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'Shining light' DCU shows how university should be 'rooted' in community, says Minister

'Shining light' DCU shows how university should be 'rooted' in community, says Minister

A new book looking at Higher Education and its ‘local mission’ will be a valued reference point for policy-makers and academics going forward, Minister Mary Mitchell O’Connor has said.

Ms Mitchell O’Connor was speaking the launch for the book ‘The Local Mission of Higher Education: Principles and Practice’, edited by Sjur Bergan, Ira Harkavy and Ronaldo Munck.

The publication is a collection of essays, a product of a workshop organised by the Council of Europe and the Anchor Institutions Task Force at Dublin City University in 2018.

This workshop and the resulting essays and results were cited by Ms Mitchell O’Connor in her address at the Royal Irish Academy on Dublin's Dawson Street earlier today. 

She also made reference to DCU President Brian MacCraith’s preface to the book. “In it, he says: ‘We live in a complex era of political disruption’. So you not only capture what this book is about, I think you captured what exactly is going on, probably on our two islands, the UK and Ireland at this very moment in time.

“Higher Education institutions must be an integral part of society, of the community and of the economy in which we all operate. And they must all function at a complex multiplicity of levels. And I believe they must reflect society, civil society and more.

“And as the current President of the Irish Universities Association, Professor MacCraith, I think you have a good overview of what is happening in Irish education. So it is entirely appropriate that DCU should be so heavily involved in this book and the process by which it has emerged.

“It is because DCU is a shining light in our Higher Education landscape, showing how a university should be rooted in its community.”

The Higher Education Minister said the promotion of equity of access to education is a priority for the Government and her department.

“I want to see more opportunity for our students to go to college, and to enable all of our students, regardless of their background, to have a world class positive student experience while they are in college,” she said.

Congratulating all who contributed to the book, Ms Mitchell O’Connor the publication is a “a really good reference point and reference source for academics, for policy-makers like myself, and people in the department, and indeed students into the future.”

DCU President Brian MacCraith said Higher Education Institutions have “a vital role to play in their local communities and the wider society in which they operate”.

“Our purposeful and active engagement results in tangible social, economic and democratic benefits. The view from an ivory tower may have been acceptable in the past but today, it is an anachronism.  We must be engaged and active at street level,” he said.

DCU is home to the country’s oldest Access programme – which currently has 1,300 students enrolled. It is also part of the College Connects partnership with Athlone IT, Dundalk IT and Maynooth University which aims to improve access to Higher Education in communities across the Midlands, East and North Dublin. DCU is the world’s first Age Friendly and Autism Friendly University, as well as a University of Sanctuary.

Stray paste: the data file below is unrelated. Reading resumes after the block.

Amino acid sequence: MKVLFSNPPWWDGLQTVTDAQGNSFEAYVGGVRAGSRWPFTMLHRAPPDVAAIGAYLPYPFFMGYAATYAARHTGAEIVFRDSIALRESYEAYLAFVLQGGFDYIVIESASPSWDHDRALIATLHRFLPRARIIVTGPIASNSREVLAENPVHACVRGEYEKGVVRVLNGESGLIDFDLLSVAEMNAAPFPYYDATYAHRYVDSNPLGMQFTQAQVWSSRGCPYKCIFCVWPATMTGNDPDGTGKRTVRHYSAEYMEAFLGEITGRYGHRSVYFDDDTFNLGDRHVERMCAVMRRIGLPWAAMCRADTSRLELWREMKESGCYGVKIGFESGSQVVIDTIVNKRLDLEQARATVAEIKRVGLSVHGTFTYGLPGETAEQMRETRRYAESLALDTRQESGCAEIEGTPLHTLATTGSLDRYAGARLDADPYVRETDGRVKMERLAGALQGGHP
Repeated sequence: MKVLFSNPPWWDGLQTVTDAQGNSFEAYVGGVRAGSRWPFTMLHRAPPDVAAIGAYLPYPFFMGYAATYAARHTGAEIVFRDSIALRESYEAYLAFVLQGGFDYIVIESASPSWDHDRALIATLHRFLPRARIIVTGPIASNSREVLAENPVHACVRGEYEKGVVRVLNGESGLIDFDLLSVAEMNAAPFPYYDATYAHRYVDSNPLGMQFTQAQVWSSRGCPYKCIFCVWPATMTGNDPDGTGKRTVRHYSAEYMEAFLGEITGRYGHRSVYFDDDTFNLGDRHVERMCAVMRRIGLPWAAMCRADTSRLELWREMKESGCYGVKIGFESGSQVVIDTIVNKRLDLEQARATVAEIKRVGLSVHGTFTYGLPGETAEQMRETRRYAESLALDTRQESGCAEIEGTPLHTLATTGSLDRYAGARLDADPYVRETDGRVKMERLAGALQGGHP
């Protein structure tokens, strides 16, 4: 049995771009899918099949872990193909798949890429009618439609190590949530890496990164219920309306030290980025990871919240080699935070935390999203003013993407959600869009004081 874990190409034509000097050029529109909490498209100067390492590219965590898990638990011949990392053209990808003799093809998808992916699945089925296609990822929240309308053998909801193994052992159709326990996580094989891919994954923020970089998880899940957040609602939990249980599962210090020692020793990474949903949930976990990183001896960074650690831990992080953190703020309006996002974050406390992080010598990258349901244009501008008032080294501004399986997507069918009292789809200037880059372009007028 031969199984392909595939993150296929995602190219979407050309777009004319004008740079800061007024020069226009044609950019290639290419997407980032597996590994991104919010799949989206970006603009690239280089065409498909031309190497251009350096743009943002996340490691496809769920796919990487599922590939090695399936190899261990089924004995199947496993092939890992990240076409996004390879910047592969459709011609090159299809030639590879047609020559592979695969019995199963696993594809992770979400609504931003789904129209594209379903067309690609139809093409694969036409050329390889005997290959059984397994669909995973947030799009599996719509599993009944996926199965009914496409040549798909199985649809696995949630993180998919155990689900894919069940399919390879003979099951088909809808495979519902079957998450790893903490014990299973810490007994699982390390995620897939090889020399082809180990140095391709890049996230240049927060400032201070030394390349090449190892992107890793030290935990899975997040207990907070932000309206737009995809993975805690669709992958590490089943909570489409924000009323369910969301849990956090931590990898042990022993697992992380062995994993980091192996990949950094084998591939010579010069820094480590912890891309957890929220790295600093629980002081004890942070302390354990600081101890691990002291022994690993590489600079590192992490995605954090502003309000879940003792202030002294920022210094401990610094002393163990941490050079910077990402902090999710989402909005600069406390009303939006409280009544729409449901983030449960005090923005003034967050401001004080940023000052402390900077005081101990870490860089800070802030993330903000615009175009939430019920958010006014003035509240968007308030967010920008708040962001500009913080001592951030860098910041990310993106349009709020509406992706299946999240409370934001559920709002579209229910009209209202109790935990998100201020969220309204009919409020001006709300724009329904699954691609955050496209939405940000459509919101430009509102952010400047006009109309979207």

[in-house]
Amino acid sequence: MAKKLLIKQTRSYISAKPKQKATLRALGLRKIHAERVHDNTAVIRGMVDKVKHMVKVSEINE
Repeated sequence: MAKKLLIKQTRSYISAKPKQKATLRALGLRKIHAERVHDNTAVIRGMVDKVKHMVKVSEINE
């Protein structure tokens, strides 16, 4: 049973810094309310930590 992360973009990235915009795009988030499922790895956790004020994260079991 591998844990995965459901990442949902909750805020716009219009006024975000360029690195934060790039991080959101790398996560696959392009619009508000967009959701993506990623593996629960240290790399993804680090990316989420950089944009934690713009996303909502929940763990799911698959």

“Research can also play a very significant role in strengthening linkages with our communities and is reflected in our commitment to the idea of Engaged Research. This approach involves an ongoing dialogue with citizens and communities to identify the challenges they face, and to find sustainable solutions. In this model, the Community is involved from the stage of problem identification through problem solution and to implementation.

“At DCU, this engaged approach is central to DCU’s mission to ‘transform lives and societies through education, research, innovation, and engagement’. Indeed, Sjur, Ira and Ronnie capture the essence of Engaged Research in their chapter, ‘The Way Forward’ when they say: “Academic knowledge alone will not enable us to solve society’s problems and build a better life for all, it needs to be engaged with society.”

Joanna Ozarowska, Manager of DCU in the Community, said it “is probably one of the most tangible manifestations of DCU’s commitment to the wellbeing, development and social regeneration of its most immediate surrounding community”.

The book’s co-editor Ira Harkavy, who is Associate Vice President and Founding Director of the Barbara and Edward Netter Centre for Community Partnership, said universities and their local environments are intertwined.

“Leadership in Higher Education institutions across the United States has increasingly recognised that colleges and universities cannot hold themselves aloof from their neighbours. The fate of the university and its local environment are absolutely intertwined,” he said.

“There are two co-purposes for higher education in my estimation in the United States. The purposes are education for democratic citizenship, and the creation of knowledge to advance the human condition, which significantly involves development and maintaining democratic societies.

“Given the current increase in racism, xenophobia, anti-semitism, islamophobia, as well as attacks on reason, science and knowledge,  working to realise the democratic purpose of higher education has never been more urgent and never been more important.”


15th October, 2019
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